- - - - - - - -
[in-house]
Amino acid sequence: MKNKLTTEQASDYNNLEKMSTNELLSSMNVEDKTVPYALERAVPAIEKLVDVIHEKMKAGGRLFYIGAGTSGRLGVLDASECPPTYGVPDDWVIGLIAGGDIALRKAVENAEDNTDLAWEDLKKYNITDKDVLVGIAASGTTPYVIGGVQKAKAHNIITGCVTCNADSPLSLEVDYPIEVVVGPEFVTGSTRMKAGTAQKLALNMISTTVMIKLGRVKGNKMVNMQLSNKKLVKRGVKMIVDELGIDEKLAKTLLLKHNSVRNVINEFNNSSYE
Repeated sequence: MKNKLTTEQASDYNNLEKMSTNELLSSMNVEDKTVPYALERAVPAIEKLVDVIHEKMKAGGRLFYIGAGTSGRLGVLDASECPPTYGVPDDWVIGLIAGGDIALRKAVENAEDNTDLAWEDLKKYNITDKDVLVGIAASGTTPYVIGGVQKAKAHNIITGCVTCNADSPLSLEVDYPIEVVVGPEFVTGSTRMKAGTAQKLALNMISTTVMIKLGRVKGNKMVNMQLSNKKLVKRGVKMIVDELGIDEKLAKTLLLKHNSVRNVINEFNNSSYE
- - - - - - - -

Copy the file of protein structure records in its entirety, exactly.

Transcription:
[in-house]
Amino acid sequence: MKNKLTTEQASDYNNLEKMSTNELLSSMNVEDKTVPYALERAVPAIEKLVDVIHEKMKAGGRLFYIGAGTSGRLGVLDASECPPTYGVPDDWVIGLIAGGDIALRKAVENAEDNTDLAWEDLKKYNITDKDVLVGIAASGTTPYVIGGVQKAKAHNIITGCVTCNADSPLSLEVDYPIEVVVGPEFVTGSTRMKAGTAQKLALNMISTTVMIKLGRVKGNKMVNMQLSNKKLVKRGVKMIVDELGIDEKLAKTLLLKHNSVRNVINEFNNSSYE
Repeated sequence: MKNKLTTEQASDYNNLEKMSTNELLSSMNVEDKTVPYALERAVPAIEKLVDVIHEKMKAGGRLFYIGAGTSGRLGVLDASECPPTYGVPDDWVIGLIAGGDIALRKAVENAEDNTDLAWEDLKKYNITDKDVLVGIAASGTTPYVIGGVQKAKAHNIITGCVTCNADSPLSLEVDYPIEVVVGPEFVTGSTRMKAGTAQKLALNMISTTVMIKLGRVKGNKMVNMQLSNKKLVKRGVKMIVDELGIDEKLAKTLLLKHNSVRNVINEFNNSSYE